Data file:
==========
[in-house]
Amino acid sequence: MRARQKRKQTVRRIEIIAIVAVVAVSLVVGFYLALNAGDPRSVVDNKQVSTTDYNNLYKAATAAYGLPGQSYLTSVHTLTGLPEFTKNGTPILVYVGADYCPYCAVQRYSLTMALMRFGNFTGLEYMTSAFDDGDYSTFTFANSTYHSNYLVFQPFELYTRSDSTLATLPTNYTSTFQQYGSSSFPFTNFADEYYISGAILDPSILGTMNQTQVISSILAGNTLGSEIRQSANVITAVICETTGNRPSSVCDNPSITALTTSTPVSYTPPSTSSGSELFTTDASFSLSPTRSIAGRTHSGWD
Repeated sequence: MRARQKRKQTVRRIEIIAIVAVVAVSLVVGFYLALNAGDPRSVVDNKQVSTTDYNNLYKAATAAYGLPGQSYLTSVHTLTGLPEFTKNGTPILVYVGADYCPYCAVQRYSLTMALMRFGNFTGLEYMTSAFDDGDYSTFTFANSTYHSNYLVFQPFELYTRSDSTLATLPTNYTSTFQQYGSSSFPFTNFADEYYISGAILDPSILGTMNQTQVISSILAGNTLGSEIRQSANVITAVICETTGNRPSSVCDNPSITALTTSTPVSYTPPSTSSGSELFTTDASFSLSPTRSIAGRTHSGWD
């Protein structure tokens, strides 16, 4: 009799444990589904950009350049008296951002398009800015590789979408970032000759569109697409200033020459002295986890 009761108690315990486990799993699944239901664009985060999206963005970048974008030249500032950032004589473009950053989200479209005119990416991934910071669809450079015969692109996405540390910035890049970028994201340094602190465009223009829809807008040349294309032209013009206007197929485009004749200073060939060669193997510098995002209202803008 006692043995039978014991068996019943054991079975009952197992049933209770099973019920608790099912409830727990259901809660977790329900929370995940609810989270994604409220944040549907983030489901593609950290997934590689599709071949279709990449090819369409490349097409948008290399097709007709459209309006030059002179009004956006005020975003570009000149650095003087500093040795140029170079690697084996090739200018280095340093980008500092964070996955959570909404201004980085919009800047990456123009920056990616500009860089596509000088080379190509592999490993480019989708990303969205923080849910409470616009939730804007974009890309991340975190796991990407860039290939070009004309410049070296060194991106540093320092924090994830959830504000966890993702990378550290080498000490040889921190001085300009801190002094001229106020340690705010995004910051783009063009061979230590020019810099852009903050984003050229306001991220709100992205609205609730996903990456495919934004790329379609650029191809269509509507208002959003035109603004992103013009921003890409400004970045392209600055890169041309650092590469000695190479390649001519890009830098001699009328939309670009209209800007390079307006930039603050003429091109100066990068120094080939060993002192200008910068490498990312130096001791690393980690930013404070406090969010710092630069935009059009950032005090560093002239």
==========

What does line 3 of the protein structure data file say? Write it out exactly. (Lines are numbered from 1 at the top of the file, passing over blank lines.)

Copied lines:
Repeated sequence: MRARQKRKQTVRRIEIIAIVAVVAVSLVVGFYLALNAGDPRSVVDNKQVSTTDYNNLYKAATAAYGLPGQSYLTSVHTLTGLPEFTKNGTPILVYVGADYCPYCAVQRYSLTMALMRFGNFTGLEYMTSAFDDGDYSTFTFANSTYHSNYLVFQPFELYTRSDSTLATLPTNYTSTFQQYGSSSFPFTNFADEYYISGAILDPSILGTMNQTQVISSILAGNTLGSEIRQSANVITAVICETTGNRPSSVCDNPSITALTTSTPVSYTPPSTSSGSELFTTDASFSLSPTRSIAGRTHSGWD